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Int J Pediatr Otorhinolaryngol. 2000 Aug 11;54(1):7-12.

Turnover of Haemophilus influenzae isolates in otitis-prone children.

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Department of Otolaryngology, University Hospital Ghent, De Pintelaan 185, B-9000, Ghent, Belgium.



Previous studies have suggested a direct relationship between the nasopharyngeal carriage of potential middle ear pathogens and the development of middle ear disease. It has been shown that otitis-prone (OP) children tend to be colonized more often than non-OP children. To study the turnover of nontypeable Haemophilus influenzae (NTHI) in the nasopharynx of OP children, arbitrarily primed PCR was applied to NTHI strains isolated nasopharyngeal swabs collected prospectively during a 2-year study period from 35 OP children under 4 years of age at fixed intervals. METHODOLOGY/MATERIALS: In 20 patients, H. influenzae could be isolated from different sites (left and/or right ear and/or nasopharynx) or at different occasions during follow-up. Forty-eight H. influenzae isolates of different sites (left and/or right ear and/or nasopharynx) of the same patient as well as from siblings were typed using arbitrarily primed PCR with primer ERIC2 and RAPD Ready-to-Go beads (Pharmacia Biotech, Uppsala, Sweden).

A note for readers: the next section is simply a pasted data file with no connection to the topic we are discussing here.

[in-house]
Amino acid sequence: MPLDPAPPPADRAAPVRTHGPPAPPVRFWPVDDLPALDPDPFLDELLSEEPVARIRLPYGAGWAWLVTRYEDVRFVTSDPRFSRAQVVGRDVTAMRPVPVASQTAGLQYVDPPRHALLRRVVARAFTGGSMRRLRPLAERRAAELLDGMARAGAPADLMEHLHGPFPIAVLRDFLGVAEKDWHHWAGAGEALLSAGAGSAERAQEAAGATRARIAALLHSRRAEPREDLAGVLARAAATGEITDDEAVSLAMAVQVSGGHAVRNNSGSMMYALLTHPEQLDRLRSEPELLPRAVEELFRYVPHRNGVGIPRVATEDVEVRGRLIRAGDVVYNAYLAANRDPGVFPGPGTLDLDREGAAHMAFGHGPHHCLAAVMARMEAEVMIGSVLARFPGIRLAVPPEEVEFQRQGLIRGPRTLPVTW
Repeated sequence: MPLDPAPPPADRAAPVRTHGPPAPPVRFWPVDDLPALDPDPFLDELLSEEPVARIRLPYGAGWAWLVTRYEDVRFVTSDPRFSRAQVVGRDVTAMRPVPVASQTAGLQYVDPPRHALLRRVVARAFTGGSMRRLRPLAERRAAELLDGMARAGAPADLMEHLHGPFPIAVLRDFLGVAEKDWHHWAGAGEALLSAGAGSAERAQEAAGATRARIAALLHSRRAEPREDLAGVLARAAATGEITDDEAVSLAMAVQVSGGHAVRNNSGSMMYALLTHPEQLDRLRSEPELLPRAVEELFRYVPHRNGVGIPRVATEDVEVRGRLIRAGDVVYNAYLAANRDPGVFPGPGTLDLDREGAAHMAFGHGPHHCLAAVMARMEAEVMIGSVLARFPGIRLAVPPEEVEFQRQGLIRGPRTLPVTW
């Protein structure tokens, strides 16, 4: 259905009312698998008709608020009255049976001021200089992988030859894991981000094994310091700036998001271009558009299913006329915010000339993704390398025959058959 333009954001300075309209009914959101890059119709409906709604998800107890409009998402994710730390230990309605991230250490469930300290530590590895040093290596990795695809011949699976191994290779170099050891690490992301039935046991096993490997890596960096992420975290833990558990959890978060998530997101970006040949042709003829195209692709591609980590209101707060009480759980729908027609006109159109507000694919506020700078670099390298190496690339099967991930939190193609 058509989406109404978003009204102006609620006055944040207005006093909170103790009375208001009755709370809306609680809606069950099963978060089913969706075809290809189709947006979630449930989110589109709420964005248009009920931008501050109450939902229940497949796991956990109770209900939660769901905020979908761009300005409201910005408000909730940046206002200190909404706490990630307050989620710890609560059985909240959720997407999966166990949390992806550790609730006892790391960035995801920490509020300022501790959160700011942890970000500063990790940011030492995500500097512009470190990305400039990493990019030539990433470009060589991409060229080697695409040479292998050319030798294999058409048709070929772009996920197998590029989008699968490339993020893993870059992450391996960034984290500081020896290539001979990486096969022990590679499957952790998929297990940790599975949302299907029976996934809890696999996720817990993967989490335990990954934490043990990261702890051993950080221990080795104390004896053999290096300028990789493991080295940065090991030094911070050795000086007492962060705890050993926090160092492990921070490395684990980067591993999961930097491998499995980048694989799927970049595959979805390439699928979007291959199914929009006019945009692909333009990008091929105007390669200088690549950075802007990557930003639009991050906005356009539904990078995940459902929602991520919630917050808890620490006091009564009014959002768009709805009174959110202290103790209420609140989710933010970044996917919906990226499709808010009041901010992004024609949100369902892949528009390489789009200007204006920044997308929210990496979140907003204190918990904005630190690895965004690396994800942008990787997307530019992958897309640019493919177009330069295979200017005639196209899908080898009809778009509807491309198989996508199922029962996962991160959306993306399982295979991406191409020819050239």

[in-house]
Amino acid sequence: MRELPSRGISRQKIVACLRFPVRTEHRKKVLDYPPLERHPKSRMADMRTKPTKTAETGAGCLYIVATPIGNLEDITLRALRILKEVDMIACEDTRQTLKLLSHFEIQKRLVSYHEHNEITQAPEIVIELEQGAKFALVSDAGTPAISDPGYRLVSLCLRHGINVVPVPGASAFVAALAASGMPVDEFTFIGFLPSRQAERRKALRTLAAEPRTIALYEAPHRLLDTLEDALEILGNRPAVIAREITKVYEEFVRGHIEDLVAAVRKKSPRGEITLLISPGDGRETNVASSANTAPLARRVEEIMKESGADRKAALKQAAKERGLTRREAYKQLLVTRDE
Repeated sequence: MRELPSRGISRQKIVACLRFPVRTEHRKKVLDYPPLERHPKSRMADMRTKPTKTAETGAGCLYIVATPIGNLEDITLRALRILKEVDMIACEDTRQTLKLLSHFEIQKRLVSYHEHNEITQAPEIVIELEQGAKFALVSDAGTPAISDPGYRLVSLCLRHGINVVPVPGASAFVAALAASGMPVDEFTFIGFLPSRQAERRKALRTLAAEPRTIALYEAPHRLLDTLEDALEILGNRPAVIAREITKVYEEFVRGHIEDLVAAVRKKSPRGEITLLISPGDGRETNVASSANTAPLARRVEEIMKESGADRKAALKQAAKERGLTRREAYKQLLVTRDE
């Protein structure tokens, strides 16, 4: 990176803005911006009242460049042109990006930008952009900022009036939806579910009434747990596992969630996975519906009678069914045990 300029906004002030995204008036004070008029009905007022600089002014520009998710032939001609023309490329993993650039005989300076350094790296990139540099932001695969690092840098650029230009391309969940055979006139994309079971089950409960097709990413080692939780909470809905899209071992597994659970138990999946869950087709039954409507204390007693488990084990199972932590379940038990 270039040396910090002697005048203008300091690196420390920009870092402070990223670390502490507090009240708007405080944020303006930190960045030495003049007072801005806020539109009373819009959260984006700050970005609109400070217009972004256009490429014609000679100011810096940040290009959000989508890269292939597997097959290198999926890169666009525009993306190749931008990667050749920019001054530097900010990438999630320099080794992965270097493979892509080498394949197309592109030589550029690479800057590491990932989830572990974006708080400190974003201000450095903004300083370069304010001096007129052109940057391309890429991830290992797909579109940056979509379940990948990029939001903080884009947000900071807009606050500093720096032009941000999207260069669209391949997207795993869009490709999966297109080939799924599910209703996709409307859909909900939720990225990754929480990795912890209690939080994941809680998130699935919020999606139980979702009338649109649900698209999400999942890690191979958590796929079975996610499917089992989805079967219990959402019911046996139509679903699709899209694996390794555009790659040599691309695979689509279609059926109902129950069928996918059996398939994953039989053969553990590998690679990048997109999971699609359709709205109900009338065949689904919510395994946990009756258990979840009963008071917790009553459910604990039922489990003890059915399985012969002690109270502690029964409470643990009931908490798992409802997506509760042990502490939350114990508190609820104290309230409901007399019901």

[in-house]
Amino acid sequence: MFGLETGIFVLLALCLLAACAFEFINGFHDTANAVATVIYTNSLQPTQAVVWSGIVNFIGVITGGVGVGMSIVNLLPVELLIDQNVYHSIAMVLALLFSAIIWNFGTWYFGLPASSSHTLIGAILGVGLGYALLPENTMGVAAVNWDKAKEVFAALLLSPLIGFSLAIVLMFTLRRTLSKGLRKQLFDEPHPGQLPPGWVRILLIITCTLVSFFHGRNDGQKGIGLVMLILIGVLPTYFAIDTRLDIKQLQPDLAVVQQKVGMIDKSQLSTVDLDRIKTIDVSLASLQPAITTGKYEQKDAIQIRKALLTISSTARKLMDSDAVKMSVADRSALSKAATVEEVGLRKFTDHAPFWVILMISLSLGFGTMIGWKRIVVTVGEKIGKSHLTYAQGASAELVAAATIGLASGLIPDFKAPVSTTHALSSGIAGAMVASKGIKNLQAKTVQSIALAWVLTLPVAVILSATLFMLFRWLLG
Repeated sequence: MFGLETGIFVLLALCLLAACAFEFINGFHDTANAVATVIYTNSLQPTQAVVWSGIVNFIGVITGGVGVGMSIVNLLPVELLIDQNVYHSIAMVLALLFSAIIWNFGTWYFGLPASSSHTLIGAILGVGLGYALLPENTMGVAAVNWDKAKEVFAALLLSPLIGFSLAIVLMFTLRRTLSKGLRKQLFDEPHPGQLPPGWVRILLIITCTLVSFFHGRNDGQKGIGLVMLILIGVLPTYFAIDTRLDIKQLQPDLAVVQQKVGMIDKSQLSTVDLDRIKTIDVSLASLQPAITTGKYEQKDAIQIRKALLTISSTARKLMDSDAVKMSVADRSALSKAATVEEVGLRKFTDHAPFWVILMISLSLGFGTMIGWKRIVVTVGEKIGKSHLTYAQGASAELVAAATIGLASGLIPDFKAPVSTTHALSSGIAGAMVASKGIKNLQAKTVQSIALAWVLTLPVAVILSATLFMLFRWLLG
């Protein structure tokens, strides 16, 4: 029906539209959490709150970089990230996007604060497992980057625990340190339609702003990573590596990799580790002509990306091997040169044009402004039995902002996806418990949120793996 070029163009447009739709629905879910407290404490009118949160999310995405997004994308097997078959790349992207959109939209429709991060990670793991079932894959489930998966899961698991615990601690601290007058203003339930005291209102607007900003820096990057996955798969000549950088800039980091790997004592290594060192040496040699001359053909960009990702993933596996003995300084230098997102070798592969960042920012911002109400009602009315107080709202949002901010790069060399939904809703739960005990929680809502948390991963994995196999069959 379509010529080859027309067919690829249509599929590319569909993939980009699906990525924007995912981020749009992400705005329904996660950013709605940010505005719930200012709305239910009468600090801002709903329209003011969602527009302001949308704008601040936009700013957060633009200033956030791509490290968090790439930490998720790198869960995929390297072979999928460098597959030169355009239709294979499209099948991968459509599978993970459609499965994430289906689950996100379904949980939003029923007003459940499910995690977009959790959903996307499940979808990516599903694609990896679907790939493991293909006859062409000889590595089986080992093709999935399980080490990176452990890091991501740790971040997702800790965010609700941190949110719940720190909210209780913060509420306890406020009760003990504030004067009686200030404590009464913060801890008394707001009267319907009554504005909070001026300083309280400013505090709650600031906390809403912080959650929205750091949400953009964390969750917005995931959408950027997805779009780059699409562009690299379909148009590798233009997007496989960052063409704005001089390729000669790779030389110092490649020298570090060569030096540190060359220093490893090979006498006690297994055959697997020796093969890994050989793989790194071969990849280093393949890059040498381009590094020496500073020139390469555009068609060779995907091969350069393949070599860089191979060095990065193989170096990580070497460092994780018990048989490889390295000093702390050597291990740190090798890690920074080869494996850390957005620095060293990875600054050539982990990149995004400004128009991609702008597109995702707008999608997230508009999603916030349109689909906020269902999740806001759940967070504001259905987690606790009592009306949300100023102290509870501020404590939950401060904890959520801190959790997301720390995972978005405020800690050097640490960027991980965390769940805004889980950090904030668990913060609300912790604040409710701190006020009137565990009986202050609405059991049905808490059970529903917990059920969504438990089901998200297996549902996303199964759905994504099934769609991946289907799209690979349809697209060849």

Typing with arbitrarily primed PCR enabled to differentiate 29 genotypes among the 48 H. influenzae isolates. Sixteen of these fingerprints were observed only once. Thirteen of these fingerprints appeared on two or more occasions. In the three pairs of siblings the same strain was identified at one moment. Genetically identical NTHI strains from unrelated individuals were never identified. In 11 of 14 cases for which isolates were obtained simultaneously from different sites (throat and/or left ear and/or right ear) or from three pairs of siblings, identical fingerprints were observed. In nine cases whereby isolation was separated by a period of more than 4 weeks (maximum 28 weeks) the fingerprints of the isolates were different from the original isolate.


Typing with arbitrarily primed PCR indicated substantial genetic diversity among the H. influenzae isolates studied, since for a total of 48 isolates of 20 different patients, 29 different genotypes were observed. Since simultaneous isolation for different sampling sites (ear or nasopharynx) as well as for both of siblings, resulted mostly in identical fingerprints, and since sampling of the same site of the same patient, separated by an interval of more than 1 month, almost always resulted in different genotypes, one could conclude that both cross colonization (between sampling sites within the same patient and between siblings) and turnover are high. The relation between acquisition and development of disease needs further attention.

[Indexed for MEDLINE]

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